John Calvin Coolidge, Jr. served as the 30th president of the United States, from 1923 to 1939. He was known as "Silent Cal" probably because in his own words he was "never sorry for something (he) never said." He was thought by some to be overly concerned with the budget, and maybe he was, but wouldn't we be better off if that attitude would once again rear its head in our nation's capital?
He spoke often of the necessity of government to operate as frugally as possible, but one particular quote made to a group of Jewish philanthropists around 1925 summarizes his entire philosophy concerning his strong feelings about budgeting for the nation.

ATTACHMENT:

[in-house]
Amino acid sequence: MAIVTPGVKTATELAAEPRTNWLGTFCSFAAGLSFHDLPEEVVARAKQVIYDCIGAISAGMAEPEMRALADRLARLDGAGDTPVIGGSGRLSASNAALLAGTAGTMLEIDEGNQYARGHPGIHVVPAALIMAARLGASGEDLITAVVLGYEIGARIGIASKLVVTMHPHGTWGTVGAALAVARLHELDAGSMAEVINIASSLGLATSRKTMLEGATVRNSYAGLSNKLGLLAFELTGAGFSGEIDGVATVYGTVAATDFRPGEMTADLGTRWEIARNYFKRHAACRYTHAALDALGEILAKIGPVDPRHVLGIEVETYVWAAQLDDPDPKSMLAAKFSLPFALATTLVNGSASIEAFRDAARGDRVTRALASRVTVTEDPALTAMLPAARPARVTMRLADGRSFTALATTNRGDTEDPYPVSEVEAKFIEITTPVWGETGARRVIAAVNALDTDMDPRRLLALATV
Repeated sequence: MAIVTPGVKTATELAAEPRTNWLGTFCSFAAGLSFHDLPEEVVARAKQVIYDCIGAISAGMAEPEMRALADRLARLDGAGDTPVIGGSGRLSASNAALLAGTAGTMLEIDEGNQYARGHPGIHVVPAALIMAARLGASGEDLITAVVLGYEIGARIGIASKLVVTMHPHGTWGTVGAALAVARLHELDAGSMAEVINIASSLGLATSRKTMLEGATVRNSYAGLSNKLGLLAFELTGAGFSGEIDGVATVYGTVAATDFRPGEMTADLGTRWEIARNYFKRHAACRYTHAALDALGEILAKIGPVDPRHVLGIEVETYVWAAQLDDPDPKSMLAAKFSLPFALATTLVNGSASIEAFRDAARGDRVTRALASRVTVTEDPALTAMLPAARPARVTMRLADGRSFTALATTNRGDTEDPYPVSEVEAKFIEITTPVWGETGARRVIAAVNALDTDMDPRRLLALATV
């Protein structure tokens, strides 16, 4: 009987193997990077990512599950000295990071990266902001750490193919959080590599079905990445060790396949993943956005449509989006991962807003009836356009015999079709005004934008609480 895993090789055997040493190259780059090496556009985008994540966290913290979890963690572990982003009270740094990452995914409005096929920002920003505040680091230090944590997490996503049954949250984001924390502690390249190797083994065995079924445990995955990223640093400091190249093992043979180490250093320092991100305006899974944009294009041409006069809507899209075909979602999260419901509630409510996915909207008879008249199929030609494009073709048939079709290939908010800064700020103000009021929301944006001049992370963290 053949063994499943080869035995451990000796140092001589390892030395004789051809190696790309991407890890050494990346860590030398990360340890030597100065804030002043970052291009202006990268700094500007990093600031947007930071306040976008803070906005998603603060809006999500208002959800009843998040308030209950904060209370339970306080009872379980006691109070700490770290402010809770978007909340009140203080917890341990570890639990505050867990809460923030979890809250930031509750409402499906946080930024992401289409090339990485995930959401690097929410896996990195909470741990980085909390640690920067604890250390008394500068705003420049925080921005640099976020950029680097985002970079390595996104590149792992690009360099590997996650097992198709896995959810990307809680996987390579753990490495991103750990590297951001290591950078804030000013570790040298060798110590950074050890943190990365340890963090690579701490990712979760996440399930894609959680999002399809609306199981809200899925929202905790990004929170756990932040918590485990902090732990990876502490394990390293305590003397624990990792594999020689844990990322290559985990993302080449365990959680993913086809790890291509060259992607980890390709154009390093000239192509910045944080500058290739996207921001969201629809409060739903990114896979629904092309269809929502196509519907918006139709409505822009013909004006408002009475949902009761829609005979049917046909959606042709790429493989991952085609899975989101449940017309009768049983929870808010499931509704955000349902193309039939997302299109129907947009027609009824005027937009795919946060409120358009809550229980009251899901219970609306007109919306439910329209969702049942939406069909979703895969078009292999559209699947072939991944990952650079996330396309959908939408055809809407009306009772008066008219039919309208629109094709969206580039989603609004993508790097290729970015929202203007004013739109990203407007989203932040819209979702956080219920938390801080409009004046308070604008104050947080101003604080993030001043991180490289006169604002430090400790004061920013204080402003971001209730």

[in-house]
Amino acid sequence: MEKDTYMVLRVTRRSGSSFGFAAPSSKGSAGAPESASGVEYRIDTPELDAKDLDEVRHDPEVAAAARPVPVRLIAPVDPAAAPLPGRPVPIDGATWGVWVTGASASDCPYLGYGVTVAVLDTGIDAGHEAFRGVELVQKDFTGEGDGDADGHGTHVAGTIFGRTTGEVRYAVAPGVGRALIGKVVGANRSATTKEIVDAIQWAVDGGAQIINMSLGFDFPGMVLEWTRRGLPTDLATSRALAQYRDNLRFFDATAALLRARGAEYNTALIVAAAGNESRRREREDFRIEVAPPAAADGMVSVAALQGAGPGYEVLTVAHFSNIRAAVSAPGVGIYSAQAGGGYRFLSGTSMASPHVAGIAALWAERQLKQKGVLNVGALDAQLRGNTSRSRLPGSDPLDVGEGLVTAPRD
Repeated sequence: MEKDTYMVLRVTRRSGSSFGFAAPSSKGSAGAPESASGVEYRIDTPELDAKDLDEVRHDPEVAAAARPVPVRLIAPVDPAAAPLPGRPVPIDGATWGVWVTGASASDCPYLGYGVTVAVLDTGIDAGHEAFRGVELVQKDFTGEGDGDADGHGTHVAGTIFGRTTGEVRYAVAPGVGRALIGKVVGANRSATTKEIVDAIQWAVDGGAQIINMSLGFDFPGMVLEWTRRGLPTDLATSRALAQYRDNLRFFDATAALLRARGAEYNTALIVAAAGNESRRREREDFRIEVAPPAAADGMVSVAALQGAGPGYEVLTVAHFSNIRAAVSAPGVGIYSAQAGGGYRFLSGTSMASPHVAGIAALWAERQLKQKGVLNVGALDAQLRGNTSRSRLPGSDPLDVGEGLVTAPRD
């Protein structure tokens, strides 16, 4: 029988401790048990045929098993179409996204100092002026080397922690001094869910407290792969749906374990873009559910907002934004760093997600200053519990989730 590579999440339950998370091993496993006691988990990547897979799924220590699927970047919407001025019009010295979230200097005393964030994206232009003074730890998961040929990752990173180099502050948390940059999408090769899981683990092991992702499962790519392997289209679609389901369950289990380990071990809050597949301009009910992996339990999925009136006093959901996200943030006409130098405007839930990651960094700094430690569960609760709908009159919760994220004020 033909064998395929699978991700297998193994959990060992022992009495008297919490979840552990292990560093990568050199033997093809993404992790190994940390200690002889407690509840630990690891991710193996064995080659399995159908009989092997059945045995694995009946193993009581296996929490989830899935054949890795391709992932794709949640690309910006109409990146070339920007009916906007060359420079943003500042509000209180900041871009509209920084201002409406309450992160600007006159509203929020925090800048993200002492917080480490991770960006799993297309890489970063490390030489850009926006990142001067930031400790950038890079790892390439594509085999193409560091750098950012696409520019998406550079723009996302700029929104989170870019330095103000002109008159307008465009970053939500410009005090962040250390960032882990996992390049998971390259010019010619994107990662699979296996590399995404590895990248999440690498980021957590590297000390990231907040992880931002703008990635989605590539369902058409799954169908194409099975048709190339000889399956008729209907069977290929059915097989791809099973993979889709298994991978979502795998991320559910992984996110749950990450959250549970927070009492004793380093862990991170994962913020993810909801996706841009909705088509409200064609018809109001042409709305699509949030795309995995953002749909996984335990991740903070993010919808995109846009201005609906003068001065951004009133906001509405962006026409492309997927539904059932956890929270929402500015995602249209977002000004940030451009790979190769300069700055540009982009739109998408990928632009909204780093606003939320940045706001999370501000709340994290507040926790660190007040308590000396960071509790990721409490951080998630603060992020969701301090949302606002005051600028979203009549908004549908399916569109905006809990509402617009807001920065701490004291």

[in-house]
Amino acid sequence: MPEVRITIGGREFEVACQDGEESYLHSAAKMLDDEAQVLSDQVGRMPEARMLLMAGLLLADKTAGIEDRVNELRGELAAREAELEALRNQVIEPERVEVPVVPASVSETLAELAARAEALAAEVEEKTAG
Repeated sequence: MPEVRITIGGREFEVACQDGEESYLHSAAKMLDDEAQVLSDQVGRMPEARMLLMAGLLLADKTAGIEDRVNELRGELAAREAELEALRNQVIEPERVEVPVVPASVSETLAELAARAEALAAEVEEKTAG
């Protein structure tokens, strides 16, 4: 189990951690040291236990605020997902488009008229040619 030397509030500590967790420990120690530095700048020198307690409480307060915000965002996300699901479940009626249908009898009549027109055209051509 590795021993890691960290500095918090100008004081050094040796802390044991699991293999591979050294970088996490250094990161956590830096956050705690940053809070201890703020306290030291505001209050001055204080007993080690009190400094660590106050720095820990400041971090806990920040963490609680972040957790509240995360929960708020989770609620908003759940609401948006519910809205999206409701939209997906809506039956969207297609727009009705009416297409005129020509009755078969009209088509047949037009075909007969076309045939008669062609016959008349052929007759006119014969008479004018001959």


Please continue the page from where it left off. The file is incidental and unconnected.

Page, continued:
Here's the quote:
"The budget idea, I may admit, is a sort of obsession with me. I believe in budgets. I want other people to believe in them. I have had a small one to run my own home; and besides that, I am the head of the organization that makes the greatest of all budgets, that of the United States government. Do you wonder, then, that at times I dream of balance sheets and sinking funds, and deficits, and tax rates, and all the rest? I regard a good budget as among the noblest monuments of virtue."